In a Microsoft Windows environment, you can configure
the User-ID agent to probe client systems using Windows Management
Instrumentation (WMI) and/or NetBIOS probing at regular intervals
to verify that an existing user mapping is still valid or to obtain
the username for an IP address that is not yet mapped.
NetBIOS probing is only supported on the Windows-based
User-ID agent; it is not supported on the PAN-OS integrated User-ID
Client probing was designed for legacy networks where most users
were on Windows workstations on the internal network, but is not
ideal for today’s more modern networks that support a roaming and
mobile user base on a variety of devices and operating systems.
Additionally, client probing can generate a large amount of network
traffic (based on the total number of mapped IP addresses) and can
pose a security threat when misconfigured. Therefore, client probing
is no longer a recommended method for user mapping. Instead collect
user mapping information from more isolated and trusted sources,
such as domain controllers and through integrations with Syslog or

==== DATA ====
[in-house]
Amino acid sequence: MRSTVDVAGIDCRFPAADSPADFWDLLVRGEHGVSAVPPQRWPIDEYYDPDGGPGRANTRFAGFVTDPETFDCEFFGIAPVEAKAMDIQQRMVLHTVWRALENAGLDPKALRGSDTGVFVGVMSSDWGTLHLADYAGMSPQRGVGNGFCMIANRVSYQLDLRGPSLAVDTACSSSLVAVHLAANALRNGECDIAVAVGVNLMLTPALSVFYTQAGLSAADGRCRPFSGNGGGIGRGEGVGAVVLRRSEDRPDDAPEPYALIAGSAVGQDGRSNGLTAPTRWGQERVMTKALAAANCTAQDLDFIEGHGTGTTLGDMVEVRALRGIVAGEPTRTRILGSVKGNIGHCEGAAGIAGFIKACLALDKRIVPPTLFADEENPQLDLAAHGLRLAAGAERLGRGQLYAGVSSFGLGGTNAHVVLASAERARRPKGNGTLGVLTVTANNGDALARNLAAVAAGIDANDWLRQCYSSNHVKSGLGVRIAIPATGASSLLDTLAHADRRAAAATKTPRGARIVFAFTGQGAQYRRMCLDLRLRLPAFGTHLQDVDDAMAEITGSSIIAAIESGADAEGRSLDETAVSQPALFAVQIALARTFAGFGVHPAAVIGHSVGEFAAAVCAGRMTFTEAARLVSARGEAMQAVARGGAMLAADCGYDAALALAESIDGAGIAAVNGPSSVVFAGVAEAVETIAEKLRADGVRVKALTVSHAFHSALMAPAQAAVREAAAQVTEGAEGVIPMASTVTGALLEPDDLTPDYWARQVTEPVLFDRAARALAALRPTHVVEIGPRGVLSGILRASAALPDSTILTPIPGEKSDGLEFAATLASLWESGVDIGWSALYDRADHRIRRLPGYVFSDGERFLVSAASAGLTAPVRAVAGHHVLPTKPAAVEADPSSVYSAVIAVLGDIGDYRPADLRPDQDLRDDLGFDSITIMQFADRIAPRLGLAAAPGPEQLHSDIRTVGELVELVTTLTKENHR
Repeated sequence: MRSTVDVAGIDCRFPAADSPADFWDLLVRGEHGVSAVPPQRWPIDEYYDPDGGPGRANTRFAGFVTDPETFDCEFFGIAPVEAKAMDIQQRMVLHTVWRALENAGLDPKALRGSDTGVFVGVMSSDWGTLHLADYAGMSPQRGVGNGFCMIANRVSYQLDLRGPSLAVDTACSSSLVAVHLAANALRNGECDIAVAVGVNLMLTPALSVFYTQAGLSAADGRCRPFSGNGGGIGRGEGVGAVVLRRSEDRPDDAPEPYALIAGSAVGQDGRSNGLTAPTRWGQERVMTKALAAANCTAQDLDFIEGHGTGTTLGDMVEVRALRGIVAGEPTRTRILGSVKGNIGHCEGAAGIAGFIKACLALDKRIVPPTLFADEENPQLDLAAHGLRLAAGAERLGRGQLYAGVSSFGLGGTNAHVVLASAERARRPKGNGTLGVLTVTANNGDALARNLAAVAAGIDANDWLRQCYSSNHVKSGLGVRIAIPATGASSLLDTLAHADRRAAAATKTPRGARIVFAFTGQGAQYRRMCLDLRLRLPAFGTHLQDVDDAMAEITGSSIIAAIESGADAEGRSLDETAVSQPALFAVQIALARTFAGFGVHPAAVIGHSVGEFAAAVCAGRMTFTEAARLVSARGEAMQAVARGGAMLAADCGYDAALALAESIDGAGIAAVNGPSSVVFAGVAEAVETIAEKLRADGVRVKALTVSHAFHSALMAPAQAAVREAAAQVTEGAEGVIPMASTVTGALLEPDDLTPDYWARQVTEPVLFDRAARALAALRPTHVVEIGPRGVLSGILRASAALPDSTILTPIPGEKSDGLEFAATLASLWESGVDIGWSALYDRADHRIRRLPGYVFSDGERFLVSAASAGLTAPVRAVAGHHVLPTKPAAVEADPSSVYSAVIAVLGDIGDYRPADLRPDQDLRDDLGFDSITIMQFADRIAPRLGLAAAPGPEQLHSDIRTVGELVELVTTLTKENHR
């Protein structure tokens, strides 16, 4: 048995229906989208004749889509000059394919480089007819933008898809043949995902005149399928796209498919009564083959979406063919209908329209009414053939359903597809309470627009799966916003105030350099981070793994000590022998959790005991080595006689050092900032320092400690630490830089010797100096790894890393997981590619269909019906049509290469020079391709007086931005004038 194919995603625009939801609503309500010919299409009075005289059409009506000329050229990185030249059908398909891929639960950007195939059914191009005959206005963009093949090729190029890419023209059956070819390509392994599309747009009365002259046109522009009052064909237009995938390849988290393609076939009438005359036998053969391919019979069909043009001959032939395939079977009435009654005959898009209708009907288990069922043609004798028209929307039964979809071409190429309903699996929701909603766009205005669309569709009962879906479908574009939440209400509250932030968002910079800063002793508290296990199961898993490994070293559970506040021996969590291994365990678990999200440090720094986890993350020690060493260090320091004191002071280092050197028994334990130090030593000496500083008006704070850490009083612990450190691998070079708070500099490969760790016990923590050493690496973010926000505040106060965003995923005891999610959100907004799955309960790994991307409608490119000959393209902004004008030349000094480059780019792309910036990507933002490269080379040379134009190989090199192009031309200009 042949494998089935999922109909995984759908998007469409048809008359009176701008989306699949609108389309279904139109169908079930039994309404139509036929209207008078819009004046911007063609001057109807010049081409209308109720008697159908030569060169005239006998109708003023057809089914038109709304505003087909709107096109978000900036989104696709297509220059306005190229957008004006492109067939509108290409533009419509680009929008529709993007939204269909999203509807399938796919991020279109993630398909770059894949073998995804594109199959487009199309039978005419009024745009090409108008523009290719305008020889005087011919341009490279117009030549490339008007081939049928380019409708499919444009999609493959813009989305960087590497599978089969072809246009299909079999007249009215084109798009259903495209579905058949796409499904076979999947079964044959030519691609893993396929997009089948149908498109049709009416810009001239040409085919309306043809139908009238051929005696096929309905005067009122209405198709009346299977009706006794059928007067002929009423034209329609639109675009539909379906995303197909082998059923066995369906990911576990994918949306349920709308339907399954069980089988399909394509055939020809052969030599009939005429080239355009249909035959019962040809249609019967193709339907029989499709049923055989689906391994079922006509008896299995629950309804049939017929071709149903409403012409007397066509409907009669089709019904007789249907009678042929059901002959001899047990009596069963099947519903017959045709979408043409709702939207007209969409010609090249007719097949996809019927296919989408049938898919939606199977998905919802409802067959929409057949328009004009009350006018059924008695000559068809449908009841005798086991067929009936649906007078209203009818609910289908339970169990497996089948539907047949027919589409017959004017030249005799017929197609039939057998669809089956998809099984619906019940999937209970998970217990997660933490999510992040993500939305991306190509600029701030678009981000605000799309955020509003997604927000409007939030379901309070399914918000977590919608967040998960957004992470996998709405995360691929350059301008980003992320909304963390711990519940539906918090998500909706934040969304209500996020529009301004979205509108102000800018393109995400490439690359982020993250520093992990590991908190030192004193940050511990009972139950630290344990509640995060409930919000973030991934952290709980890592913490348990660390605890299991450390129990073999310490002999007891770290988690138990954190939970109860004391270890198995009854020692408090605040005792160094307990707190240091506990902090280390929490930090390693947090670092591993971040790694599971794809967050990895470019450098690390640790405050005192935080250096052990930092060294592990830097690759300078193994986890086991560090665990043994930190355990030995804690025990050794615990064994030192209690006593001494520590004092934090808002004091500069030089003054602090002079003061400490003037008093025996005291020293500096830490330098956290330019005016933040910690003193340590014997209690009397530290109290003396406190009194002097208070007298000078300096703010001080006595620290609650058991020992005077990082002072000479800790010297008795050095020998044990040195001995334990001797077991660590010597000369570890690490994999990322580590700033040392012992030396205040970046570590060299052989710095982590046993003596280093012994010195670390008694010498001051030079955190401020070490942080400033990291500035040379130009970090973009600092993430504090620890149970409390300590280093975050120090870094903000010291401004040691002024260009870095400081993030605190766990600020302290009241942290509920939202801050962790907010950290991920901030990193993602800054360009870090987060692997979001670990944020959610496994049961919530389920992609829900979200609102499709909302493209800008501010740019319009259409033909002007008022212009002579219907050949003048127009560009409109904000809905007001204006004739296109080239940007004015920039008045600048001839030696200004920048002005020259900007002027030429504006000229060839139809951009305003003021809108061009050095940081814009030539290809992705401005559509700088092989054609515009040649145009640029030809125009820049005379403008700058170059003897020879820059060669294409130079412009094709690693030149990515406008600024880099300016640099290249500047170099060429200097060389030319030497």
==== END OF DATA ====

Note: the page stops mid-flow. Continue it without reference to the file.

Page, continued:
the XML API,
which allow you to safely capture user mapping information from
any device type or operating system. If you have sensitive applications
that require you to know exactly who a user is, configure Authentication Policy and Captive Portal to
ensure that you are only allowing access to authorized users.
Because WMI probing trusts data reported
back from the endpoint, it is not a recommended method of obtaining
User-ID information in a high-security network. If you are using
the User-ID agent to parse AD security event logs, syslog messages,
or the XML API to obtain User-ID mappings, Palo Alto Networks recommends
disabling WMI probing.
If you do choose to use WMI probing,
do not enable it on external, untrusted interfaces, as this would
cause the agent to send WMI probes containing sensitive information
such as the username, domain name, and password hash of the User-ID agent
service account outside of your network. This information could
potentially be exploited by an attacker to penetrate the network
to gain further access.
If you do choose to enable probing in your trusted zones, the
agent will probe each learned IP address periodically (every 20
minutes by default, but this is configurable) to verify that the
same user is still logged in. In addition, when the firewall encounters
an IP address for which it has no user mapping, it will send the
address to the agent for an immediate probe.